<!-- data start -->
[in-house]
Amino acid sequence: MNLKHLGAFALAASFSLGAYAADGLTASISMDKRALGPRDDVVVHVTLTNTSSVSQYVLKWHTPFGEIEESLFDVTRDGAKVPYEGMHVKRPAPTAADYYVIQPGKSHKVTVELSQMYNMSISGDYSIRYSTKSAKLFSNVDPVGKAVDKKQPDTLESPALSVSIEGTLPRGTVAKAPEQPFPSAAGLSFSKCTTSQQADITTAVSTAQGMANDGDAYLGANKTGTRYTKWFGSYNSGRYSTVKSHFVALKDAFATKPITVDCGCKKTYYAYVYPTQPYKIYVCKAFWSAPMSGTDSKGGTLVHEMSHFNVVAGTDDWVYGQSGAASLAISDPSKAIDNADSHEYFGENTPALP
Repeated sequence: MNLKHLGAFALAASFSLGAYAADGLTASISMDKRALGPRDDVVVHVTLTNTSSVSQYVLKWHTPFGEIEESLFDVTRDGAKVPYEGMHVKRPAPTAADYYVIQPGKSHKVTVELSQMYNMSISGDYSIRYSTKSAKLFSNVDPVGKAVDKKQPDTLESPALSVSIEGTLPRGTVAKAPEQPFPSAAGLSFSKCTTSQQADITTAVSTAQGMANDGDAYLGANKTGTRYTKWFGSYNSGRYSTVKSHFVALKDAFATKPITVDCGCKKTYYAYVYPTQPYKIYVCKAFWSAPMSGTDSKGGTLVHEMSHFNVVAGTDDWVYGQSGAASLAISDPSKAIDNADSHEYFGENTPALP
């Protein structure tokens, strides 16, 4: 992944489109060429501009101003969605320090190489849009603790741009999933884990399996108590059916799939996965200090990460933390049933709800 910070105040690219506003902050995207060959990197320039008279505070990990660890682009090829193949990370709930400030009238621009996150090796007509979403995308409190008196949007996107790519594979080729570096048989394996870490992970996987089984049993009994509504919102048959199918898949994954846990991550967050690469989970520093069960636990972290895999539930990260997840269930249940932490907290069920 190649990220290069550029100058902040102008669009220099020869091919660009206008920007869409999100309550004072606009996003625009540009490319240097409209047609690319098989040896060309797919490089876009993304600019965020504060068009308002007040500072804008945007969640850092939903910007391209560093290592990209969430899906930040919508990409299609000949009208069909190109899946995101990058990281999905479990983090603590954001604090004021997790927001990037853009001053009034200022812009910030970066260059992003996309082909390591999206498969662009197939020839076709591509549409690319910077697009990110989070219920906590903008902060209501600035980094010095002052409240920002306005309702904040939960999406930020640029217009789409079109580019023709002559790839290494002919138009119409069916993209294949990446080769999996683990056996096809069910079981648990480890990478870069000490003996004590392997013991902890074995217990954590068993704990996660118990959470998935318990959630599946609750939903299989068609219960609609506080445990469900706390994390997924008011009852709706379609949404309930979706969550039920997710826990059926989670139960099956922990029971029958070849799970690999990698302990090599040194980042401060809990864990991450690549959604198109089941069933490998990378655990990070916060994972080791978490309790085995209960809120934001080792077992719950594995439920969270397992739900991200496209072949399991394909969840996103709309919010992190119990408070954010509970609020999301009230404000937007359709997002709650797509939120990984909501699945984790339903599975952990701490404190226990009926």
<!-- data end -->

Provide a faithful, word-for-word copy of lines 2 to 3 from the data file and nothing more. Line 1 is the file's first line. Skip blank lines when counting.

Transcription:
Amino acid sequence: MNLKHLGAFALAASFSLGAYAADGLTASISMDKRALGPRDDVVVHVTLTNTSSVSQYVLKWHTPFGEIEESLFDVTRDGAKVPYEGMHVKRPAPTAADYYVIQPGKSHKVTVELSQMYNMSISGDYSIRYSTKSAKLFSNVDPVGKAVDKKQPDTLESPALSVSIEGTLPRGTVAKAPEQPFPSAAGLSFSKCTTSQQADITTAVSTAQGMANDGDAYLGANKTGTRYTKWFGSYNSGRYSTVKSHFVALKDAFATKPITVDCGCKKTYYAYVYPTQPYKIYVCKAFWSAPMSGTDSKGGTLVHEMSHFNVVAGTDDWVYGQSGAASLAISDPSKAIDNADSHEYFGENTPALP
Repeated sequence: MNLKHLGAFALAASFSLGAYAADGLTASISMDKRALGPRDDVVVHVTLTNTSSVSQYVLKWHTPFGEIEESLFDVTRDGAKVPYEGMHVKRPAPTAADYYVIQPGKSHKVTVELSQMYNMSISGDYSIRYSTKSAKLFSNVDPVGKAVDKKQPDTLESPALSVSIEGTLPRGTVAKAPEQPFPSAAGLSFSKCTTSQQADITTAVSTAQGMANDGDAYLGANKTGTRYTKWFGSYNSGRYSTVKSHFVALKDAFATKPITVDCGCKKTYYAYVYPTQPYKIYVCKAFWSAPMSGTDSKGGTLVHEMSHFNVVAGTDDWVYGQSGAASLAISDPSKAIDNADSHEYFGENTPALP